5 Best Questions to Ask Interviewers in a Job Interview

5 Best Questions to Ask Interviewers in a Job Interview | Career | Emeritus

“Do you have any questions for me?” Nearly every interviewer ends a job interview with this question. However, interviewees, afraid of jeopardizing the discussion, never ask any questions. Little do they know, it is essential to ask and get all queries answered. Not asking any question might be perceived as a lack of interest in the position or overconfidence on the candidate’s end. Do you ask questions during a job interview? Or is it a one-sided discussion? In this article, we will explore the five best questions to ask interviewers that are beneficial for both the interviewer and the interviewee. 

Why Should You Ask the Interviewer Questions?

The objective of an interview is to not only find the right person for the role but also the right employee for the organization. As an interviewee, it is important to find out if the company is a good fit for you. Do you have good scope for career growth? Are there enough learning opportunities as a part of this team? Candidates who stay mum during the interview might regret not clarifying their concerns. Even if the job is offered, both the candidate and the company might not benefit from this relationship in the long run. Let us find out how you can shift the conversation in your favor during an interview by asking pertinent questions. 

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Top 5 Questions to Ask Interviewers

#1: What is the Scope for Growth in This Role?

As an employee, you are not only filling in for a certain role. You are part of the company’s larger vision and it is vital that you understand how you fit in there. Believing in a vision is a huge motivator and reassures us that we are part of something big and impactful. If you are going to be stuck in the same role for many years both you and the company will not benefit from it. It is hence important to understand where this role could move toward and how much you can grow in the company. 

Are they looking to expand? Will you get an opportunity to set up your own team? Get answers to these questions. It will help you have a better understanding and more faith in the role you are looking to take up. 

Possible Red Flags: If the interviewer says “This is a small company and we just need someone to help with these tasks listed in the job description. In a few years, you could check what internal opportunities are available.”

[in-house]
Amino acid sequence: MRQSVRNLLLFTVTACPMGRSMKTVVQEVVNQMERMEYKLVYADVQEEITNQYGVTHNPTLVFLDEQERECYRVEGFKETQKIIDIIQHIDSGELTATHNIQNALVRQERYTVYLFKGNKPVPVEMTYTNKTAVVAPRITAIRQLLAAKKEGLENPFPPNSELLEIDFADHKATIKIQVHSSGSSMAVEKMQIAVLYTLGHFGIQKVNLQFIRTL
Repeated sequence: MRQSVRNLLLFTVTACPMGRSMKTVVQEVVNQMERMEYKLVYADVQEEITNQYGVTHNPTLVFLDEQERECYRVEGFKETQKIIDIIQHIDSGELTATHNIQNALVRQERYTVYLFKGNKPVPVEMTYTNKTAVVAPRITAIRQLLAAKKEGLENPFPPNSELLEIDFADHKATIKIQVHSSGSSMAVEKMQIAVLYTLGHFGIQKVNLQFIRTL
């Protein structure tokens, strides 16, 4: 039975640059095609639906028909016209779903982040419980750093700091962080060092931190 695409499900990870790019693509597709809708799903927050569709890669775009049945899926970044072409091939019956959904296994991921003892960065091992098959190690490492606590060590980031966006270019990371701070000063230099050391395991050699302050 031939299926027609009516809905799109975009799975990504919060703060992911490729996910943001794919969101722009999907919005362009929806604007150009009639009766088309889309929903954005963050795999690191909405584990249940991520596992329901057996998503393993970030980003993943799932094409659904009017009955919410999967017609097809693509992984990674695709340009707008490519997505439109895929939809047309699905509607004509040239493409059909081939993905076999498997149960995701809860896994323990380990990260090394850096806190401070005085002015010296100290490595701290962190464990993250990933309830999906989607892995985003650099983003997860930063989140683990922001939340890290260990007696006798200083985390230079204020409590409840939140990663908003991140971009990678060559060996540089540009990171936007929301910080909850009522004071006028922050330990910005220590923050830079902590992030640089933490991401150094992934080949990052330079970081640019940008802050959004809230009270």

Also Read: The Ultimate Guide to Help You Navigate the Career Change You Need

#2: Could You Please Share the Metrics that Will be Used to Measure My Performance?

Asking such a question shows that you are professional, goal-oriented, and interested in excelling. Any interviewer would like to talk to a candidate who is not afraid of accountability. 

Before entering the interview, do your due diligence. Understand the role, and the expectations, and jot down potential metrics. Check if the interviewer’s response matches the list. This will help you understand you are on the right track and have understood the expectations well enough. 

Possible Red Flags: Watch out if the interviewer says:

  • We have not yet decided on the metrics for this role
  • Results matter, metrics don’t
  • Over time we will figure it out, first, you need to complete all the tasks

Also Read: Top Tips for Successful Career Planning in 2022

#3: How Big is the Team? Do We Have ABC (Specific Roles) Members?

You are not a freelancer. You are a team player and an employee of an organization. Knowing how big the team is and what kind of roles people in your team play will help you understand your role better. 

Additionally, with enough people to drive goals, you can be rest assured that you will not be overburdened with tasks, and will have a good work-life balance. You are not a one-man army and it is always better to establish this before you take up the role. However, on the flip side, if you are going to be in a very big team where all the roles are strictly defined, then find out if there is scope to take up more responsibilities and learn. You definitely want to expand, try new things, and not be stuck doing the same tasks day in, and day out. 

Possible Red Flags: Be careful and decide if the interviewer says:

  • This is the first hire for this team
  • There are a few members but we all juggle roles, it is not well-defined because we are in an early stage
  • It is a very big team, we all have specific roles. You will have to perform only your specific tasks and nothing more